with a reduction potential of + 1. Chromium(III) is the most prevalent oxidation state of chromium. Rhenium was discovered in 1925.-. MnO:. Along with V. Mn(VI) does exist as the manganate ion.33 V Of the Mn. Mn is by far the most important. incidentally. which dimerizes in acid to form the orange dichromate ion: 2CrO~- + 2H+ _. It is strongly resistant to oxidation and is not a good reducing agent. As we would expect. tensile strength. Mn02.382 Oxidation-Reduction and Chemical Properties protection for the more easily attacked metals such as iron. and CrH. and shock resistance.Tc-Re triad. The oxidation states Mn(III) through Mn(VI) are rare. in a sample of Mo that had been irradiated by deuterons (iH particles) in the Berkeley cyclotron by Ernest Lawrence (for whom. and the MnS04 and MnCl2 salts are also pink. and Tc was the first element produced artificially. Cr20~- + H20 The dichromate ion is a powerful oxidizing agent. the acidity of the oxides varies with the oxidation state: Cr03 is acidic. except for the chief natural ore. Oxidation states from + 2 to + 7 are known. MnH shows little tendency to go to higher oxidation states. the two extremes are the most important. The Mn(VII) state is chiefly important for the deep purple permanganate ion. CrO~-. The new element was named technetium from the Greek technetos. and tungsten (W) is used in steel cutting tools that remain hard even when red hot. Vanadium gives steels ductility. element 103 was named). and CrO and Cr(OH)2 are basic. and Cr(VI) is a good oxidizing agent.33 V We could express the same chemical fact by saying that the reaction by which CrH is oxidized to dichromate ion has a low negative oxidation potential. in 1937. and the reaction by which dichromate ion is reduced to CrH has a large positive reduction potential: co co The Manganese Group and the Permanganate Ion = + 1. It is one of the most powerful common oxidizing agents._. VH.. Chromium(II) is a good reducing agent.49 V . Unlike TiH.- + 8H+ + 5e. MnO~-. " The chief use ofMn metal is to make hardtand tough manganese steels. molybdenum acts as a toughening agent. MnH + 4H20 s» = + 1. Manganese(II) in water forms the pink Mn(H20)~+ octahedral complex. "artificial.. Chromium makes stainless steels corrosion resistant. Cr203 is amphoteric.49 V: MnO:. A common anion is the yellow chromate ion. and that the reaction tends to go in the other direction: = -1. Technetium was discovered by Perrier and Segre. these three metals are used mainly as alloying agents in steels.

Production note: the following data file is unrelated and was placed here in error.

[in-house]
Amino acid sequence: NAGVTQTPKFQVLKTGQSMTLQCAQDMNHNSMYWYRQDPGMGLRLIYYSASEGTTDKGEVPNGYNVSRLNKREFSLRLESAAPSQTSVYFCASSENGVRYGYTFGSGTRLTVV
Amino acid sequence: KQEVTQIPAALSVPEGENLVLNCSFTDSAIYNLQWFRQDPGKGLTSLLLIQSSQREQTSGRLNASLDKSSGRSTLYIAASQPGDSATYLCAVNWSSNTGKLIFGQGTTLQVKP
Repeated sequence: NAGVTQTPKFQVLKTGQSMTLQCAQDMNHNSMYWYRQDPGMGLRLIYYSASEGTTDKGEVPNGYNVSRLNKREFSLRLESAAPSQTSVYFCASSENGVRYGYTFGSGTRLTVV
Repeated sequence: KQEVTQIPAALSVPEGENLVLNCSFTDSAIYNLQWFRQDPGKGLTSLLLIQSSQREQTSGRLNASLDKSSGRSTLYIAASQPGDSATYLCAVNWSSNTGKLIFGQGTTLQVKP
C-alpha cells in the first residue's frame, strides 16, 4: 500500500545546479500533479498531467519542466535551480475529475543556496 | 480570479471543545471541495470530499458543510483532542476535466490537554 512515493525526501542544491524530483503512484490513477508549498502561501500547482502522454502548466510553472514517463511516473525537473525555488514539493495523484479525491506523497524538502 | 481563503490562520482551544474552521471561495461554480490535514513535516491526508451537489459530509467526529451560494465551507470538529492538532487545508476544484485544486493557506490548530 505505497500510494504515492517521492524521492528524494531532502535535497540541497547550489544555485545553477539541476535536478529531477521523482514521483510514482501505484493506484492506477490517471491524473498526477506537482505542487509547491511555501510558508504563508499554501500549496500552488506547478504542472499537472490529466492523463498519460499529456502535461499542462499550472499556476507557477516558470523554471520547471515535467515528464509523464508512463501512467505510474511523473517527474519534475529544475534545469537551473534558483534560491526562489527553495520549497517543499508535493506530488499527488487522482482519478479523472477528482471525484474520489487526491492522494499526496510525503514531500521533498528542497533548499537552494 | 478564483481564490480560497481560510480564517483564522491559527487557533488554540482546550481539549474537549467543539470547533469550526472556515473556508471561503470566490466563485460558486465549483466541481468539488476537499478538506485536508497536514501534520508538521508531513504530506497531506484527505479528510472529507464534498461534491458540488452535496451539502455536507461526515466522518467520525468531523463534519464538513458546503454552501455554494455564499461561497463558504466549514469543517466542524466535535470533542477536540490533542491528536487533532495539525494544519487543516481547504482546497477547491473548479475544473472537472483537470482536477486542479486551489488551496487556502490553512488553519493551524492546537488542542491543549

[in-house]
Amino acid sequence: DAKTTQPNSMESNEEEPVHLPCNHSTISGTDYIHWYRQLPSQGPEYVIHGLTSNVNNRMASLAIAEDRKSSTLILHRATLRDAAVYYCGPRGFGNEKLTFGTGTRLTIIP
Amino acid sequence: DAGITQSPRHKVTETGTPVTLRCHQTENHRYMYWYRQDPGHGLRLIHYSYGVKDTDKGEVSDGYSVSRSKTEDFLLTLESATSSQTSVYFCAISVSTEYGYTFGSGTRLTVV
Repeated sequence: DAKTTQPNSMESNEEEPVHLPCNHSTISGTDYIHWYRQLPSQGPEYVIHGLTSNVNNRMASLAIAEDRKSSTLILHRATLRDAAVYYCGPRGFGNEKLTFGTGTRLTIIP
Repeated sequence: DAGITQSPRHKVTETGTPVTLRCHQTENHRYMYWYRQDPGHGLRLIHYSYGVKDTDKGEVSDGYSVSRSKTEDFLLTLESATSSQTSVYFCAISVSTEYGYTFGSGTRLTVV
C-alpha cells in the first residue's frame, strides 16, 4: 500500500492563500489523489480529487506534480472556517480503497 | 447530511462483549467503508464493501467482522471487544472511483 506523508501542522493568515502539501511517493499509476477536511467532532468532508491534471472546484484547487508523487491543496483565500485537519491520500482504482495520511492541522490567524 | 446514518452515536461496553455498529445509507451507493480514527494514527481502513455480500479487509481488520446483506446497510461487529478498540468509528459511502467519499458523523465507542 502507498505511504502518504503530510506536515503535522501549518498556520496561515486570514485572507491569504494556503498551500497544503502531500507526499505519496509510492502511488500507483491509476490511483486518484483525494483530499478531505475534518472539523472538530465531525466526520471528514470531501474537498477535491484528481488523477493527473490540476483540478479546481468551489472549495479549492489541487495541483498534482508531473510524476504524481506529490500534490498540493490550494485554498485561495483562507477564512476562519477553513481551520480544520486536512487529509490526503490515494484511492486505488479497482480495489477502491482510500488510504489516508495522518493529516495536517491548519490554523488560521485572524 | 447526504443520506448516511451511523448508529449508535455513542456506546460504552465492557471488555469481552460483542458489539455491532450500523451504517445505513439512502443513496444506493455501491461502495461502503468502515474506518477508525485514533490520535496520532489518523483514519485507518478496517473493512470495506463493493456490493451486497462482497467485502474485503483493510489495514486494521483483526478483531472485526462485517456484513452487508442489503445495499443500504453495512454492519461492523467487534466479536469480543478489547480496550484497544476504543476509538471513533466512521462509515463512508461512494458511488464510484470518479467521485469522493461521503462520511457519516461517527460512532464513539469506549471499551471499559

) Manganese provides an excellent example of the dependence of chemical properties on oxidation state. and d8s2.84 V .1-1. and the hydrated ferric ion. (One of our black comedies on World War II has this bitter remark about the medical services available to enlisted men: "The first time you come in.) Iron is one of the most important structural metals. the second time they paint your gums purple. In the modern systematic nomenclature. and the light and heavy platinum triads. respectively.10-7 The Filling of the d Orbitals: Transition Metals 383 Note again that a compound with a high positive reduction potential or a low negative oxidation potential will be a good oxidizing agent because the compound itself will have a strong tendency to go to the reduced form. is KMn04. Manganese(II) exists in solution as a cation and has a basic oxide. Ferrous or iron(II) compounds are usually green. and the magnetic mixed oxide magnetite. Iron. Both + 2 and + 3 states form octahedral complexes with cyanide: Fe(CN)~and Fe(CN)~-.5% carbon. The traditional names for these anions areferrocyanide and ferricyanide. and Ni is greater than that between these and the corresponding elements in the second and third transition series. The result is cast iron with 3-4% carbon. or paint. Rust (iron oxide) flakes off as it is formed and exposes fresh metal to attack. but the customary protection is an added surface layer such as chromium. The nomenclature of complex ions is given in Chapter 20. of course. Fe203. These nine elements are usually separated into the iron triad. cobalt. and nickel have the electronic configurations d6s2." The purple. d7 s2. MnO~. Fe-Co-Ni. since CoH is an excellent oxidizing agent and has a strong tendency to be reduced to Co2+: 80 = +1. Cobalt in solution exists mainly as the + 2 cation. Fe304 or FeO . Iron is no more intrinsically reactive than the other transition metals that we have been discussing. Iron is found in three main oxide ores: FeO. nickel. they are hexacyanoferrate (II) and hexacyanoJerrate(III). The open hearth and Bessemer processes are means of burning out most of this carbon with streams of oxygen to obtain steels with 0. Mn(OH)2' At the other extreme. Fe203. the iron oxides do not adhere to the surface of metallic iron. Solutions of the permanganate ion are used as disinfectants. is a pale violet. they give you two aspirins. Co. and hydroxide. Fe(H20H+. tin. (The + 3 state is very rare for Ni. Iron is produced by high-temperature reduction with the CO from coke in a blast furnace. the horizontal similarity between Fe. All show chiefly the + 2 and + 3 oxidation states. MnO. they arrest you for impersonating an officer.and MnOi. the + 6 and + 7 states exist as anions. however. If you show up again. Many of the other transition metals are important chiefly as alloying agents with iron. Chrome steel or stainless steel is more corrosion resistant. corresponding to the acidic oxides Mn03 and Mn207• The Iron Triad and the Platinum Metals In Group VIII. Unfortunately. Ru-Rh-Pd and Os-Ir-Pt.